6.) What traits — in both yourself and others — do you think are most important to being an effective community leader? 

The ability to zoom in and out on any given issue by seeing the detail and bringing in many voices to solve problems.  It is both an art and a science.  Effective community leaders see how the past, relates to the present and the future, brings them into a logical, achievable path to move a community forward.  It is the ability to see inter-relationships, communicate them and work all angles of the issues simultaneously.  Effective regional leaders are adept at this and love a good challenge.  Leadership is always intentional, steady, open-minded and willing to evolve.                 

7.) What future role do you see for regionalism in government?  

As local government and even county governments struggle to implement programs the need for support and leadership will only grow.  Especially, technological advancements begin to require strong regional coordination between federal, state and local governments, the private and non-profit sectors.  Electric vehicle charging networks and small cellular technology systems are two perfect examples of this.  The average person does not know what township or even county they are in, they just know they need to get their kids to school or their delivery to the company that will turn it into a finished product.  They know they need to communicate with their husband or their coworker or their client along the way.  The cell service or connectivity better be there in order from them to be successful in whatever tasks they need to do, wherever they need to do them.  It is the nature of the connected, on-demand economy.  It is society now and into the future.  Regional agencies coordinate systems and networks at the scale that is most relevant to our day-to-day lives.  We have a strong future in supporting, coordinating and convening communities as a result.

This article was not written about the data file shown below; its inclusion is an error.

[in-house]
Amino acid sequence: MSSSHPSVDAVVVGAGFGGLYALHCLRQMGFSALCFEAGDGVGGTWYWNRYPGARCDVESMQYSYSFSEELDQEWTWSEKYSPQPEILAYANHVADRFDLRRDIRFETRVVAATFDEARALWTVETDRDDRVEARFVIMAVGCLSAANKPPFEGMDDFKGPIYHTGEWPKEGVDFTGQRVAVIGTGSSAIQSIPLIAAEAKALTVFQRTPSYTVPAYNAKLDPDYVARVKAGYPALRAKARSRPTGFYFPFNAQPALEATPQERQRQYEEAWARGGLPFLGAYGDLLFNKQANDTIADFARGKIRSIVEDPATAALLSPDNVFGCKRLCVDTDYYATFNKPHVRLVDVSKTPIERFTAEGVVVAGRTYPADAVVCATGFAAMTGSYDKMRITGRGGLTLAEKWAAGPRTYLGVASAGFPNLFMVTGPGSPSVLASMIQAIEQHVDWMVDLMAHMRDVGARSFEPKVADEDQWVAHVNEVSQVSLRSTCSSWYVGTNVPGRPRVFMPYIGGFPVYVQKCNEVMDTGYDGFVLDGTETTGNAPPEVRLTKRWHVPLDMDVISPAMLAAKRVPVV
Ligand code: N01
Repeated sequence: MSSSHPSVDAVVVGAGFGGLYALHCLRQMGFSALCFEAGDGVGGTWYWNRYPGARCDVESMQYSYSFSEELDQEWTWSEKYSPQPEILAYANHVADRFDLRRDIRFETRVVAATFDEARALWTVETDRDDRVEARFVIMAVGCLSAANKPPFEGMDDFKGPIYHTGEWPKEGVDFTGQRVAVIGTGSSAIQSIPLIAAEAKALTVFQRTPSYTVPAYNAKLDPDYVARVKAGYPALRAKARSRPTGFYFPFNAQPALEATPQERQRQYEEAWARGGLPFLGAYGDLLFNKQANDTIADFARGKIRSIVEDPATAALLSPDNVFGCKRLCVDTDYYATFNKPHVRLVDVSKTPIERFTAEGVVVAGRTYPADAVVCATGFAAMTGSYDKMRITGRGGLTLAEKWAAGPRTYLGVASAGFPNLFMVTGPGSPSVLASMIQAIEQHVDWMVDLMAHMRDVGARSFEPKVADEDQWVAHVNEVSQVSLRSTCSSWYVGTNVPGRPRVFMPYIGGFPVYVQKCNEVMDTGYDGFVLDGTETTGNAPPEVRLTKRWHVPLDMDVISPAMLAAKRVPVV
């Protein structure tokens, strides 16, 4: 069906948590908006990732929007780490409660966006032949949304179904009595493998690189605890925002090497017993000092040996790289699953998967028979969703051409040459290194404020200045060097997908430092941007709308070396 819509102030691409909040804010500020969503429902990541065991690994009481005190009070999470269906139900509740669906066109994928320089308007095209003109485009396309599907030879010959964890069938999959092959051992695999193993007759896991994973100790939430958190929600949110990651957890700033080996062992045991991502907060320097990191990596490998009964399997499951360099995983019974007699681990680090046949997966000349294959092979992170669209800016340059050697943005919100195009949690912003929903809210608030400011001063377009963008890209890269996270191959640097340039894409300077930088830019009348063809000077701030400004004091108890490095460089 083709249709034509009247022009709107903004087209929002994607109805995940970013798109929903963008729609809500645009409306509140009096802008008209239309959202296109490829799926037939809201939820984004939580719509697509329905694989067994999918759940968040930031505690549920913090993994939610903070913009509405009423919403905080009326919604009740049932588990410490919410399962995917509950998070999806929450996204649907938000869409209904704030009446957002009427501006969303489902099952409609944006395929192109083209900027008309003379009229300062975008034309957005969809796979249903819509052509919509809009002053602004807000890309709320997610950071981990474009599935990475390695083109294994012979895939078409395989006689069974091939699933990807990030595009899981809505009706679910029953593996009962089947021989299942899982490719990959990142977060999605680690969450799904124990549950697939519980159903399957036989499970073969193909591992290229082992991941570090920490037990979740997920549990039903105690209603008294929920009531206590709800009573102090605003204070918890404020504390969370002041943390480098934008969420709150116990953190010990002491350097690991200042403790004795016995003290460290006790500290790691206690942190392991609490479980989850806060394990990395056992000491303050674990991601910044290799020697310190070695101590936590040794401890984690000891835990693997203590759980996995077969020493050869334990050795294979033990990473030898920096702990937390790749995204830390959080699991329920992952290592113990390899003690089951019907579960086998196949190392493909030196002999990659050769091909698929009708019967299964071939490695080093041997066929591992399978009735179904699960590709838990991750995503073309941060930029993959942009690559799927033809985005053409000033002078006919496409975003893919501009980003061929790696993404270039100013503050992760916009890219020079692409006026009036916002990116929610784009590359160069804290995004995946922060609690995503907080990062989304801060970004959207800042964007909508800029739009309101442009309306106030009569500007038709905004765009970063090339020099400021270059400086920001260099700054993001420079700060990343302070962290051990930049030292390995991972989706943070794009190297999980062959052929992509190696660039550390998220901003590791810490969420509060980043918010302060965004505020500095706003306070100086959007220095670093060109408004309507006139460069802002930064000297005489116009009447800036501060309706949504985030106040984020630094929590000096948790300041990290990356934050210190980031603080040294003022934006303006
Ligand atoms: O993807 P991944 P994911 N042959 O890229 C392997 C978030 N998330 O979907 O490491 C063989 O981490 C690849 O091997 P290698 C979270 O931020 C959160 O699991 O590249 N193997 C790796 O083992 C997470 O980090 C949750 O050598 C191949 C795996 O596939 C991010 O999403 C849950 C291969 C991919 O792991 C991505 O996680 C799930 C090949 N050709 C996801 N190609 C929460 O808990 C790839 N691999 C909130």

8.) How has the COVID-19 pandemic impacted the way you view your work?  

The COVID-19 Pandemic showed us all systemic vulnerabilities, especially inequities, in decision-making, policies, investments, educational systems, work-life balance, you name it.  In many ways it was a great upheaval and one that I know has fundamentally changed, for the better, how I view community and the need to provide access to opportunity for everyone.  I see this new normal as one of the most exciting and remarkable opportunities to become better people and places.  We have always, as regional councils been able to do the work that others could not, at the scale people needed, but, now more than ever I believe we have a moral obligation to support our communities as they navigate a great unknown.  We can help unravel the uncertainty, provide guidance and support in new ways and make sure that everyone is included.  Our place in this time could not be more important and that obligation is really energizing.          

9.) What impact has coordination with like-minded colleagues had on your own leadership abilities?  

I learn so much from people who work in the regional space.  It is necessary to successful leadership to have string collegial relationships.  I often find that the space where like-minded people come together is where the most exciting and successful problem-solving happens.  We work across regions on transportation system coordination all the time, entering a four-state, eight Metropolitan Planning Organization partnership has allowed us to build trust and work towards common solutions.  Five years ago, the New Jersey Department of Transportation and the North Jersey Transportation Planning Authority would not have known who to contact in Lehigh Valley, Pennsylvania when Interstate-80 improvements were being planned.  Now we talk, we coordinate, and we partner regularly.  There’s trust and integrity, and our transportation system functions better because of it.  I am a better leader because of the connection which lead to the commitment to coordinate and collaborate.  It is a win-win.